The train was under the command of an irascible old plainsman who hadserved out his apprenticeship in the Kansas border war, and whose namewas Charity Joe, which, considering his avaricious disposition, wasthe wrong handle on the wrong man. Charity was the least of all oldJoe's redeeming characteristics; charity was the very thing he did notrecognize, yet some wag had facetiously branded him Charity Joe, andthe appellation had clung to him ever since. He was well advanced inyears, yet withal a good trailer and an expert guide, as the successof his many late expeditions into the Black Hills had evidenced.
Those who had heard of Joe's skill as a guide, intrusted themselves inhis care, for, while the stages were stopped more or less on eachtrip, Charity Joe's train invariably went through all safe and sound.This was partly owing to his acquaintance with various bands ofIndians, who were the chief cause of annoyance on the trip.
So far we see the train toward the land of gold, without their havingseen sight or sound of hostile red-skins, and Charity is justchuckling over his usual good luck:
"I tell ye what, fellers, we've hed a fa'r sort uv a shake, so fur,an' no mistake 'bout it. Barrin' thar ain't no Sittin' Bulls layin' inwait fer us, behead yander, in ther mounts, I'm of ther candid opinionwe'll get through wi'out scrapin' a ha'r."
"I hope so," said Fearless Frank, rolling over on the grass and gazingat the guide, thoughtfully, "but I doubt it. It seems to me that onehears of more butchering, lately, than there was a month ago--all onaccount of the influx of ruffianly characters into the Black Hills!"
"Not all owing to that, chippy," interposed "General" Nix, as he hadimmediately been christened by the miners--"not all owing to that.Thar's them gol danged copper-colored guests uv ther government--they'rekickin' up three pints uv the'r rumpus, more or less--consider'bly lessof more than more o' less. Take a passel uv them barbarities an' shet'em up inter a prison for three or thirteen yeers, an' ye'd see w'atan impression et'd make, now. Thar'd be siveral less massycrees a week,an' ye wouldn't see a rufyan onc't a month. W'y, gentlefellows, thar'dnevyar been a ruffian, ef et hedn't been fer ther cussed Injun tribe--not_one!_ Ther infarnal critters ar' ther instignators uv more deviltrynor a cat wi' nine tails."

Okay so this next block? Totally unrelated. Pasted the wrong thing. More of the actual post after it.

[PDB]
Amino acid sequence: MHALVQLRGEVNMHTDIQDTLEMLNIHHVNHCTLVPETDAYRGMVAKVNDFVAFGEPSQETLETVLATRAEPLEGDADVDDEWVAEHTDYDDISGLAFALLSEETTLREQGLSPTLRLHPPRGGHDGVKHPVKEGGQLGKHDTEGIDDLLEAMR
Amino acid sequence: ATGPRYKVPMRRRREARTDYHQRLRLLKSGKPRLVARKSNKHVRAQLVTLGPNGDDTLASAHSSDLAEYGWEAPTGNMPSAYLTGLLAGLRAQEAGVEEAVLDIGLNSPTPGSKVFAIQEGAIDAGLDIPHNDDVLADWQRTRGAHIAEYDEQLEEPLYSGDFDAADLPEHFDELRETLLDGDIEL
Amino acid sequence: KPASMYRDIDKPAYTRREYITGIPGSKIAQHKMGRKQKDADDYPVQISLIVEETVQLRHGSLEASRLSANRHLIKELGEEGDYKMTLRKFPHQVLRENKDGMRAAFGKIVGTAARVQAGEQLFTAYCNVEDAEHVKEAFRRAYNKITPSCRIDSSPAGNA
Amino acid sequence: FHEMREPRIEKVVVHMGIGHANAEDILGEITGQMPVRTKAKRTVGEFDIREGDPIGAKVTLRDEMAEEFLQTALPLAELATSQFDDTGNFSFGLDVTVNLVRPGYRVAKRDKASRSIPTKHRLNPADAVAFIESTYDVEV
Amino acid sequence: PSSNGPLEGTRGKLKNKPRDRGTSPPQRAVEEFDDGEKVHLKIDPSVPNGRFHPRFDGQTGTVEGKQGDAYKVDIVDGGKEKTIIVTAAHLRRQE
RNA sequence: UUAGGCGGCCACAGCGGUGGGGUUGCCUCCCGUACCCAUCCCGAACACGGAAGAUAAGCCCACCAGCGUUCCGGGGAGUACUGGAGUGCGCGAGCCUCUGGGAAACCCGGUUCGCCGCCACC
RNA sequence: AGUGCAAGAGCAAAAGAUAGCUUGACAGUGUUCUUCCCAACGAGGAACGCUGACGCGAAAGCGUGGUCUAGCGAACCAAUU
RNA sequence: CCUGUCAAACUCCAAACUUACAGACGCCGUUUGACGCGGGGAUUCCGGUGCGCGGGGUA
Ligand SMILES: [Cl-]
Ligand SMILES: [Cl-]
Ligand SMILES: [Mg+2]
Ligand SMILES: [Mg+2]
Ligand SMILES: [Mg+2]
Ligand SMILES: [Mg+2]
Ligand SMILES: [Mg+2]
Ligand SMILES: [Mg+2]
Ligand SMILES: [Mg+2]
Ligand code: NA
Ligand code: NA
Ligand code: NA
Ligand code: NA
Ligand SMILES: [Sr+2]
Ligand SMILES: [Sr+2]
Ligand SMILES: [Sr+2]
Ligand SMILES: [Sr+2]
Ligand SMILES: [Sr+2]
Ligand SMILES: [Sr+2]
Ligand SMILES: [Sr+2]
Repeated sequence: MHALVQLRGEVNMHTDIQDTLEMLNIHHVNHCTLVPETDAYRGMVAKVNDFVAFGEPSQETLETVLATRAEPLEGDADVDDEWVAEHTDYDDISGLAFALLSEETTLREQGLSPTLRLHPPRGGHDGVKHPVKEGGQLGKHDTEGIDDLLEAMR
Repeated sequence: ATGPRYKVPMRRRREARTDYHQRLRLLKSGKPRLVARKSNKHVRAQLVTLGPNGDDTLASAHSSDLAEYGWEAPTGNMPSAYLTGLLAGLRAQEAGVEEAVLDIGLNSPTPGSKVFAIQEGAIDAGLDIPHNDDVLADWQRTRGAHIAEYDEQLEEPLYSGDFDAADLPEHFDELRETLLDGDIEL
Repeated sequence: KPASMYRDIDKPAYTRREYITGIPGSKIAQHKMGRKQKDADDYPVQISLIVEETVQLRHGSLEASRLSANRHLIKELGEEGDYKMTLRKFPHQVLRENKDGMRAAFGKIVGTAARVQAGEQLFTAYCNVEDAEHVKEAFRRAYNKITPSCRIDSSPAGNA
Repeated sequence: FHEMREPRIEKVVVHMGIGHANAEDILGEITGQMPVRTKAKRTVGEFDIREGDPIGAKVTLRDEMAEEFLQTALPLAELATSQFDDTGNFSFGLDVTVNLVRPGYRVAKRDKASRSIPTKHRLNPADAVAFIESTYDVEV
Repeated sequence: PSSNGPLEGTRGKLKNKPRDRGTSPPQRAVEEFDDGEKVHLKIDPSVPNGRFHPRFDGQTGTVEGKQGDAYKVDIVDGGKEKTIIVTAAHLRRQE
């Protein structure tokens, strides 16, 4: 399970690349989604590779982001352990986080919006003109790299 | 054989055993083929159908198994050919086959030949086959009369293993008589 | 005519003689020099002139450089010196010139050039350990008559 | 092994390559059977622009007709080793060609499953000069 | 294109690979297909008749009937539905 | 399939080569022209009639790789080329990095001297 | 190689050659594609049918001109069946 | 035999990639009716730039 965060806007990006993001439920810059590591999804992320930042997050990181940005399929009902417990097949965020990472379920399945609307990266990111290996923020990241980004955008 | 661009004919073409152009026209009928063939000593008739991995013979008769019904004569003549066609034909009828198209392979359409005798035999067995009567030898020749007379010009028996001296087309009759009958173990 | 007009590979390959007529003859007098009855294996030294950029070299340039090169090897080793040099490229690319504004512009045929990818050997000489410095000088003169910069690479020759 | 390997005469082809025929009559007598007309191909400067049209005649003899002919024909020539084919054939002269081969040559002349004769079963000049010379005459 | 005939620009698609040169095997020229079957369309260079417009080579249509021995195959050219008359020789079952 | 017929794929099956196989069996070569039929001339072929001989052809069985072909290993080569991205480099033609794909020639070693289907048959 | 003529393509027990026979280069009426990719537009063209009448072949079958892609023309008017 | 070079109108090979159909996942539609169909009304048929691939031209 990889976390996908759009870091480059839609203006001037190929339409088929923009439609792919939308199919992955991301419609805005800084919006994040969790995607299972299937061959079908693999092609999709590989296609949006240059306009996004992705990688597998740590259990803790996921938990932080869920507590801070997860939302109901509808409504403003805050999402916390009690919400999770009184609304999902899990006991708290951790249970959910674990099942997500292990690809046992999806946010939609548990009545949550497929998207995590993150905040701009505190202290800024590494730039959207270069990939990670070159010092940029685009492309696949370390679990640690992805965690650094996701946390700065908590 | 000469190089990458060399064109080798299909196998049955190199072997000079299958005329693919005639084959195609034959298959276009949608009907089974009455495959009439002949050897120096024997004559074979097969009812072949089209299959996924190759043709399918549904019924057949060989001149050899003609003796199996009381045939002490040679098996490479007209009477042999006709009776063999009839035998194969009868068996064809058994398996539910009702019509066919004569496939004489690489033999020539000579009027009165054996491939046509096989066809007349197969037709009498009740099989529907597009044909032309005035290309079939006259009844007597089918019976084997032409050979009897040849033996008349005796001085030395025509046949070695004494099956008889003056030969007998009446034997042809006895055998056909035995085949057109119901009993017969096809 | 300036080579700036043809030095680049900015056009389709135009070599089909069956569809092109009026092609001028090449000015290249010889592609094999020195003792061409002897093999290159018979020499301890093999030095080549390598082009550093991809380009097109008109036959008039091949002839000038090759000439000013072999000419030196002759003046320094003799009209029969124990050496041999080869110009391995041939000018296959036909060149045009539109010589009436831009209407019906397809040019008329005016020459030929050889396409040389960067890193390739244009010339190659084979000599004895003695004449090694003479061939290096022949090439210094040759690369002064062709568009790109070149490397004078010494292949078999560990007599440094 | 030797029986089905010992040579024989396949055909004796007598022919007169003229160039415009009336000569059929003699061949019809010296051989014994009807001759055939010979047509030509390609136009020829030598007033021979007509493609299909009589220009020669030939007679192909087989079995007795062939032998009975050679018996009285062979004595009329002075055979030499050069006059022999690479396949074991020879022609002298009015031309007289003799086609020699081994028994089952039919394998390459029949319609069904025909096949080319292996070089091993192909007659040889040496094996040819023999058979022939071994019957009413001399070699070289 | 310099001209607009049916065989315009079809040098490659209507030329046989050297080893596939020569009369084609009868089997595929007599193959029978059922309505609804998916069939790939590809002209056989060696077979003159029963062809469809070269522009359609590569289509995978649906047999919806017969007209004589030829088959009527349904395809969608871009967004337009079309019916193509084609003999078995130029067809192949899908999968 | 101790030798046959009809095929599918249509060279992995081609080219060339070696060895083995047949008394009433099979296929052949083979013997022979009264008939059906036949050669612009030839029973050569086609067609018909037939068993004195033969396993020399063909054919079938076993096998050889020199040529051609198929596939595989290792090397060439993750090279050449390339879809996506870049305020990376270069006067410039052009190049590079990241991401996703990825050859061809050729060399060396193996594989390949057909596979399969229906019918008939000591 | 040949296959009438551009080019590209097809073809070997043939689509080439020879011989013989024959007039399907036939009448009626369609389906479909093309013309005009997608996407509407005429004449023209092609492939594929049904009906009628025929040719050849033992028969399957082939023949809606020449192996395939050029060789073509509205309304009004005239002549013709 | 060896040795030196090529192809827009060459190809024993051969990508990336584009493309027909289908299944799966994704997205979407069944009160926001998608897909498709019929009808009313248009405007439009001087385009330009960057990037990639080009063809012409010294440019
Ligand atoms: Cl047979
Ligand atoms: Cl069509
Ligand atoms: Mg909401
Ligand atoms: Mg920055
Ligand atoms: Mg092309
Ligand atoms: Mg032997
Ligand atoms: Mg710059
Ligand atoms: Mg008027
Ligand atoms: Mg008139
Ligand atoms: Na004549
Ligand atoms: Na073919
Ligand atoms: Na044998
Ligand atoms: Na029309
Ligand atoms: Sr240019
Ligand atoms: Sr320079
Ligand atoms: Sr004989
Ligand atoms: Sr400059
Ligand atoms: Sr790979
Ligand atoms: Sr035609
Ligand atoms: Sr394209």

"Yes, we will admit that the reds are not of saintly origin," saidFearless Frank, with a quiet smile. "In fact I know of several who arefar from being angels, myself. There is old Sitting Bull, forinstance, and Lone Lion, Rain-in-the-Face, and Horse-with-the-Red-Eye,and so forth, and so forth!"
"Exactly. Every one o' 'em's a danged descendant o' ther old Satan,hisself."
Ha! ha! ha! isn't that rich, now? Ha! ha! ha! arrestDeadwood Dick if you can!]
"Layin' aside ther Injun subjeck," said Charity Joe, forking into theroasted venison, "I move thet we take up a silent debate on therpecooliarities uv a deer's hind legs; so heer goes!"
He cut out a huge slice with his bowie, sprinkled it over with salt,and began to devour it by very large mouthfuls. All hands proceeded tofollow his example, and the noonday meal was dispatched in silence.After each man had fully satisfied his appetite and the mules andFearless Frank's horse had grazed until they were full as ticks, theorder was given to hitch up, which was speedily done, and the caravanwas soon in motion, toiling along like a diminutive serpent across theplain.
The afternoon was a mild, sunny one in early autumn, with a refreshingbreeze perfumed with the delicate scent of after-harvest flowerswafting down from the cool regions of the Northwest, where lay the newEl Dorado--the land of gold.